Trevor Collett | Sep 20, 2016

Criticised for his government’s decision to scrap the open speed limit trial in the Northern Territory as a matter of urgency, this week Labor Chief Minister Michael Gunner has followed through on a promise to contact carmakers on the issue.

The new Territory leader has declared that carmakers are still welcome to exceed the new / reinstated 130km/h limit in certain circumstances, with minimal paperwork required in order to do so.

Under the Country Liberal Party’s (the outgoing government) open speed limit trial, drivers were tasked with determining a safe cruising speed according to the conditions on a section of the Stuart Highway stretching almost 400km north from Alice Springs.

While the word ‘trial’ was attached to the policy, in truth the open speed limit was simply a return to road rules in place prior to 2007 when the then-Labor government declared it was introducing a Territory-wide maximum 130km/h limit.

A rise in road fatalities, injuries and animal strikes since 2007 prompted the Country Liberals to reintroduce open speed limits, with the policy being a key election promise from their 2012 election victory.

Besides the benefits to road safety, open speed limits have also proved an economic boon to the NT with tourists and carmakers travelling to the Red Centre to travel on the Stuart Highway.

Carmakers feel the NT’s harsh climate, fine red dust and open speed limits make for ideal testing conditions for their new models. Porsche (pictured), Bentley and Ford are among those who went above and beyond to test performance models in the NT, and the publicity for the Territory was priceless.

Fearing that all of this may be lost, thanks to his government’s decision to scrap open speed limits, the Chief Minister earlier this month promised to lay out the ‘Welcome’ mat for carmakers to pick up where they left off.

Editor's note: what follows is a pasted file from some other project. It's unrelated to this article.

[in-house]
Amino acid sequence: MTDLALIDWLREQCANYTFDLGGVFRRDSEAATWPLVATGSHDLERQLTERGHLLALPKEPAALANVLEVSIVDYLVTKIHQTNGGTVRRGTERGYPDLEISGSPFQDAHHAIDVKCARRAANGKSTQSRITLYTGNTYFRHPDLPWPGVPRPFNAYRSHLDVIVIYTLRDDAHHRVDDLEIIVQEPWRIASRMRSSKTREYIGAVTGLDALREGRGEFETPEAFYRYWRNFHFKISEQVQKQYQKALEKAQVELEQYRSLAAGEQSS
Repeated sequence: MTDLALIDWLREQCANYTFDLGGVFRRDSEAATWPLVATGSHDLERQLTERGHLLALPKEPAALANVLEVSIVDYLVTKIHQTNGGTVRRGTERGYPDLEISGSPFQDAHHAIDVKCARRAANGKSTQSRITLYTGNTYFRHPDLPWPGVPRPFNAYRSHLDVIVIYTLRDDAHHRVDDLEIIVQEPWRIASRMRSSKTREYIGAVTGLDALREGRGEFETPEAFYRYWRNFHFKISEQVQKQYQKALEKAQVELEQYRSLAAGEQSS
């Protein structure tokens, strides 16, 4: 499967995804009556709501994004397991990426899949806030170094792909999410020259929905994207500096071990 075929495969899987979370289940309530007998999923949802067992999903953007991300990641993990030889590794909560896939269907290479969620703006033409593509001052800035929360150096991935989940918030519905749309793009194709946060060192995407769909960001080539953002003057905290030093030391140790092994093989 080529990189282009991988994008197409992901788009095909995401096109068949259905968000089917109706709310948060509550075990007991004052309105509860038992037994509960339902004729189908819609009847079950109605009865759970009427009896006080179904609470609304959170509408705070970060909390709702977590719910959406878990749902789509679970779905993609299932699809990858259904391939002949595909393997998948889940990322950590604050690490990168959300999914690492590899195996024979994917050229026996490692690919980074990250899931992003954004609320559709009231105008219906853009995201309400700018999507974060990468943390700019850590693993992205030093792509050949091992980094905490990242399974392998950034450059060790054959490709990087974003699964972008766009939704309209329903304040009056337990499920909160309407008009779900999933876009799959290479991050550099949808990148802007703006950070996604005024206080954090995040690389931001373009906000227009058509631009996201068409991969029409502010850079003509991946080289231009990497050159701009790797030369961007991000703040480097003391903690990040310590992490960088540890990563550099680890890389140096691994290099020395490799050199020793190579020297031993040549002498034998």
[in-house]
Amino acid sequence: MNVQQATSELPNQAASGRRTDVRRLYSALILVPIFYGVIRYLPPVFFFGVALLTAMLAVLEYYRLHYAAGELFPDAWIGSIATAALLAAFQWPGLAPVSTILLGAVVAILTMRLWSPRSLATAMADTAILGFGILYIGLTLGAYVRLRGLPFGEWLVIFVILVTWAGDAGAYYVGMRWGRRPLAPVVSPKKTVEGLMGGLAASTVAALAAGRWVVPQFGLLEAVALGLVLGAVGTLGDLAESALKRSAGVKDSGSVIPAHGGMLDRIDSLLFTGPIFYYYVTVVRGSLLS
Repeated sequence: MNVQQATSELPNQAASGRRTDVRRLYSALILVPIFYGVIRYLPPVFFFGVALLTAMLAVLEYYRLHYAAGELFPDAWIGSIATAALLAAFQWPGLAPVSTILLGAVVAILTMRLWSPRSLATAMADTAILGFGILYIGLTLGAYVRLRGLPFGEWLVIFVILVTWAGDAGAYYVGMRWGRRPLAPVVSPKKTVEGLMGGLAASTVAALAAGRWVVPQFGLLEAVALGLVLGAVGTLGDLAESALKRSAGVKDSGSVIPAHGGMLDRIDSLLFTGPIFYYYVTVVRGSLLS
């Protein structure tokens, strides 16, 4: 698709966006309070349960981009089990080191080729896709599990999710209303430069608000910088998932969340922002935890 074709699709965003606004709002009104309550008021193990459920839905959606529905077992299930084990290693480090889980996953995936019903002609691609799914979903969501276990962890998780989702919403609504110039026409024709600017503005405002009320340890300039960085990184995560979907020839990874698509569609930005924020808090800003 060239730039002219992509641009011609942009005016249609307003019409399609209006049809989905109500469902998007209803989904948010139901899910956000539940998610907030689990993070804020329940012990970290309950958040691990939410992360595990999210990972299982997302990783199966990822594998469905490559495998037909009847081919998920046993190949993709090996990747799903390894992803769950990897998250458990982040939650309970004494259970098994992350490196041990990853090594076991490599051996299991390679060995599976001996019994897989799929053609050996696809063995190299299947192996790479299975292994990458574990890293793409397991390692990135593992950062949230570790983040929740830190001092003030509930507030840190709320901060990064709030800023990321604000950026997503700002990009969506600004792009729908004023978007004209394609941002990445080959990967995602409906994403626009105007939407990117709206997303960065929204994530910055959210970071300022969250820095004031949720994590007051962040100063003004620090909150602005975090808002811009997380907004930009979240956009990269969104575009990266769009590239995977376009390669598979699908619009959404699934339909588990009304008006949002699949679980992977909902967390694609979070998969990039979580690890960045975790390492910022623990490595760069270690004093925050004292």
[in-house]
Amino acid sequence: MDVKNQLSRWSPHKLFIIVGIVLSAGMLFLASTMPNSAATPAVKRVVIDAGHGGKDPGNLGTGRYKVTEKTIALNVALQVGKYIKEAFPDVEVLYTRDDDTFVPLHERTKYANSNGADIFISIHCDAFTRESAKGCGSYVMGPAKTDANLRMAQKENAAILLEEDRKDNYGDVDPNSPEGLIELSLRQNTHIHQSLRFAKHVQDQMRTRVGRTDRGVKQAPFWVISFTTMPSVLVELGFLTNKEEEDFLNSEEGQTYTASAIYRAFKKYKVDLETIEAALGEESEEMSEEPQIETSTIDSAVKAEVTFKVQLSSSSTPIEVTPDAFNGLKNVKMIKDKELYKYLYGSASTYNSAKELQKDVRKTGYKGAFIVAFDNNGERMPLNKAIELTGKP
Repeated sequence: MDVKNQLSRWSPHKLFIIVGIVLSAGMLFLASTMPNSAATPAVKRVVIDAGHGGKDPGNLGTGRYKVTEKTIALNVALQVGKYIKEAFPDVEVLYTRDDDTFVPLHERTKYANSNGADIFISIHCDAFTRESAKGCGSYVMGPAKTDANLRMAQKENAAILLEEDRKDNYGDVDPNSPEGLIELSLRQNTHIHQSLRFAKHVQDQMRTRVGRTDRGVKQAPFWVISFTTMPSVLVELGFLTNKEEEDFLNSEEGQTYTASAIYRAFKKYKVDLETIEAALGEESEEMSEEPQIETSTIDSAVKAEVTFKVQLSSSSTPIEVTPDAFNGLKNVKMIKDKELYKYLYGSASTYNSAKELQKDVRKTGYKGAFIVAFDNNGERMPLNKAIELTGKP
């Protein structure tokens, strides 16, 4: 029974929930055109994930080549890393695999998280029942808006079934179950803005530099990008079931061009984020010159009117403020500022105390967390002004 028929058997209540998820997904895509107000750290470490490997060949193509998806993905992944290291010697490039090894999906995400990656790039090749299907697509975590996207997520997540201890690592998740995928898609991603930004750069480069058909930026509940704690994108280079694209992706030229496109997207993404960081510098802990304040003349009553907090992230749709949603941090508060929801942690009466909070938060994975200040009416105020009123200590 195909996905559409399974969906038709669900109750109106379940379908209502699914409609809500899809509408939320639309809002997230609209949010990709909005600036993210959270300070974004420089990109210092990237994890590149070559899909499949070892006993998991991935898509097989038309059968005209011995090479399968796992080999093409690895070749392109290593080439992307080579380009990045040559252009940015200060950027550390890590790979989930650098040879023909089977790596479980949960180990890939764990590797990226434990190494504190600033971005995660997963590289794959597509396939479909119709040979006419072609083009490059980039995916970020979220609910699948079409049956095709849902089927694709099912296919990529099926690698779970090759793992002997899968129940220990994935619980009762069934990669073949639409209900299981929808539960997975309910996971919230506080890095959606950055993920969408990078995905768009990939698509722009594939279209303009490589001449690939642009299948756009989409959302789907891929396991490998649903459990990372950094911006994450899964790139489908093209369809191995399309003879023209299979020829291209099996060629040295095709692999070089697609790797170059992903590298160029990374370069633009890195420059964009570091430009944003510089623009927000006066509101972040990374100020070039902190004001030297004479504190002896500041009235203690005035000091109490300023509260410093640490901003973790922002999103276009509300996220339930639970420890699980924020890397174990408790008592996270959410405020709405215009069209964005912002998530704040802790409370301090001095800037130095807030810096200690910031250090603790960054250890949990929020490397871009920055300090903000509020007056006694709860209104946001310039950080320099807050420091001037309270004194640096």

“Central Australia offers a unique testing environment due to its climatic variations, availability of sealed and unsealed roads, and proximity to amenities in Alice Springs,” Mr Gunner said in a letter to carmakers.

“The vehicle testing sector plays an important role in supporting the central Australian economy, one which I am keen to strengthen and grow.”

Mr Gunner stressed that all other drivers would be subject to the new 130km/h limit.

An online petition calling for the open speed limit trial to remain was launched shortly after the NT election, but the petition has only gathered around 1700 signatures to date.

Should the Country Liberals have been returned to office, the party vowed to continue its expansion of the trial to include sections of the Victoria and Barkley Highways, along with a greater stretch of the Stuart Highway.

Since the trial began in 2014, only two fatalities and one serious injury have been recorded in the open speed limit trial area - none of which were speed-related.

MORE: Ex-Highway Patrol Officer Says ‘Speed Up’, QUT Says ‘Slow Down’
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Speed Limits | Northern Territory | Road Safety